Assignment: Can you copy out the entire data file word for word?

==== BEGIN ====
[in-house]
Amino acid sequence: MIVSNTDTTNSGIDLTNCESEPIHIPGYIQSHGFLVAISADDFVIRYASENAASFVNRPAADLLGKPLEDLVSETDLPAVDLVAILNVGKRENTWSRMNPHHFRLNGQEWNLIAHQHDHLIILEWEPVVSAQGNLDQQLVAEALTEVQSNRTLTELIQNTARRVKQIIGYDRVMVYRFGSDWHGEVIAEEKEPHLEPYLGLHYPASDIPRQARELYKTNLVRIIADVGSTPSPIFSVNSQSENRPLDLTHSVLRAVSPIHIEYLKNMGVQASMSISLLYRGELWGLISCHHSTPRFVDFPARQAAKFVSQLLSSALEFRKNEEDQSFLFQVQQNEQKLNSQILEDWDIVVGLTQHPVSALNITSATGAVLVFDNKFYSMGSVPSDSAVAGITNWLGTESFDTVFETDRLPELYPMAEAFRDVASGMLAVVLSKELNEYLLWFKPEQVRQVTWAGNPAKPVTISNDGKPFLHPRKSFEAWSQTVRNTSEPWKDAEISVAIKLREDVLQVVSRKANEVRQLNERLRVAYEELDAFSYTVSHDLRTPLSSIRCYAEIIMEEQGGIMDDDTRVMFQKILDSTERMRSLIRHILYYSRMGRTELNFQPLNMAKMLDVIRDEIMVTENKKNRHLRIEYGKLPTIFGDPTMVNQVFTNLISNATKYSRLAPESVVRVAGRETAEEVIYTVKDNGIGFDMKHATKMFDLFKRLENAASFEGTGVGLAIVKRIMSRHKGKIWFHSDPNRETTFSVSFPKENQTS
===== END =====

[in-house]
Amino acid sequence: MIVSNTDTTNSGIDLTNCESEPIHIPGYIQSHGFLVAISADDFVIRYASENAASFVNRPAADLLGKPLEDLVSETDLPAVDLVAILNVGKRENTWSRMNPHHFRLNGQEWNLIAHQHDHLIILEWEPVVSAQGNLDQQLVAEALTEVQSNRTLTELIQNTARRVKQIIGYDRVMVYRFGSDWHGEVIAEEKEPHLEPYLGLHYPASDIPRQARELYKTNLVRIIADVGSTPSPIFSVNSQSENRPLDLTHSVLRAVSPIHIEYLKNMGVQASMSISLLYRGELWGLISCHHSTPRFVDFPARQAAKFVSQLLSSALEFRKNEEDQSFLFQVQQNEQKLNSQILEDWDIVVGLTQHPVSALNITSATGAVLVFDNKFYSMGSVPSDSAVAGITNWLGTESFDTVFETDRLPELYPMAEAFRDVASGMLAVVLSKELNEYLLWFKPEQVRQVTWAGNPAKPVTISNDGKPFLHPRKSFEAWSQTVRNTSEPWKDAEISVAIKLREDVLQVVSRKANEVRQLNERLRVAYEELDAFSYTVSHDLRTPLSSIRCYAEIIMEEQGGIMDDDTRVMFQKILDSTERMRSLIRHILYYSRMGRTELNFQPLNMAKMLDVIRDEIMVTENKKNRHLRIEYGKLPTIFGDPTMVNQVFTNLISNATKYSRLAPESVVRVAGRETAEEVIYTVKDNGIGFDMKHATKMFDLFKRLENAASFEGTGVGLAIVKRIMSRHKGKIWFHSDPNRETTFSVSFPKENQTS